Start In Malta: New residency option offers support and funding to non-EU innovators
The English-speaking island nation is a unique gateway to Europe, Africa and the Middle East
World Finance speaks to Malta Enterprise and Residency Malta, the government agencies behind Malta’s new residency by investment programme for start-ups; as well as Malta Tourism Authority and the CEO of Trust Stamp, to understand what makes Malta such an attractive destination to live, work, and grow a new and innovative business.
World Finance: Freedom of movement and the ability to explore the world have long been recognised as vital to human and economic development. But more than ever before there is a high demand for politically and economically stable jurisdictions to welcome migrants to settle, work, and establish businesses.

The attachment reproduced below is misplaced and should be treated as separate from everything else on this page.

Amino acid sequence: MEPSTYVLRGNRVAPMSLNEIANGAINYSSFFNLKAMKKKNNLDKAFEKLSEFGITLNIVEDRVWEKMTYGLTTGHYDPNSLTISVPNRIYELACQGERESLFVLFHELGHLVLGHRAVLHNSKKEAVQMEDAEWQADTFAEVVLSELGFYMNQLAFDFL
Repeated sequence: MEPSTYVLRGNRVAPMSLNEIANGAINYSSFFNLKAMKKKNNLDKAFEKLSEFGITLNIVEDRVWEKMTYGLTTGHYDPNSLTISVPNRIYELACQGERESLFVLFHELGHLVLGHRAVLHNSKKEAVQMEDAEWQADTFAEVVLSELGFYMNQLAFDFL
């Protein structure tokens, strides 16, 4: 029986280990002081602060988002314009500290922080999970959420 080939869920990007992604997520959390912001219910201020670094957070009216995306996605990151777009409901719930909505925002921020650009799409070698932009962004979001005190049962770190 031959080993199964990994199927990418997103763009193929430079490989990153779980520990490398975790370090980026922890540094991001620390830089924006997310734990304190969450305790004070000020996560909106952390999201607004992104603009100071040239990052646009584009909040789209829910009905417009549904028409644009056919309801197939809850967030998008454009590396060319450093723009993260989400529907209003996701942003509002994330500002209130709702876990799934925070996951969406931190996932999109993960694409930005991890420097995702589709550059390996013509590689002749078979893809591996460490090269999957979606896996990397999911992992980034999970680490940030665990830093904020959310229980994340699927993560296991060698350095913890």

Malta is one such jurisdiction. Small but agile, the Mediterranean island state recently created a residence permit for digital nomads; and has now launched programme for non-EU entrepreneurs who would like to use Malta as a launch pad for their ventures.
Economic development authority Malta Enterprise has been working to make it as simple as possible for new businesses to succeed on the island.
Kurt Farrugia, Malta Enterprise: We’ve been working together with our start-ups for the past few years, and we’ve been developing schemes in the form of grants or a payment advance, as well as ensuring that it’s a lot easier to setup a company to start up in Malta.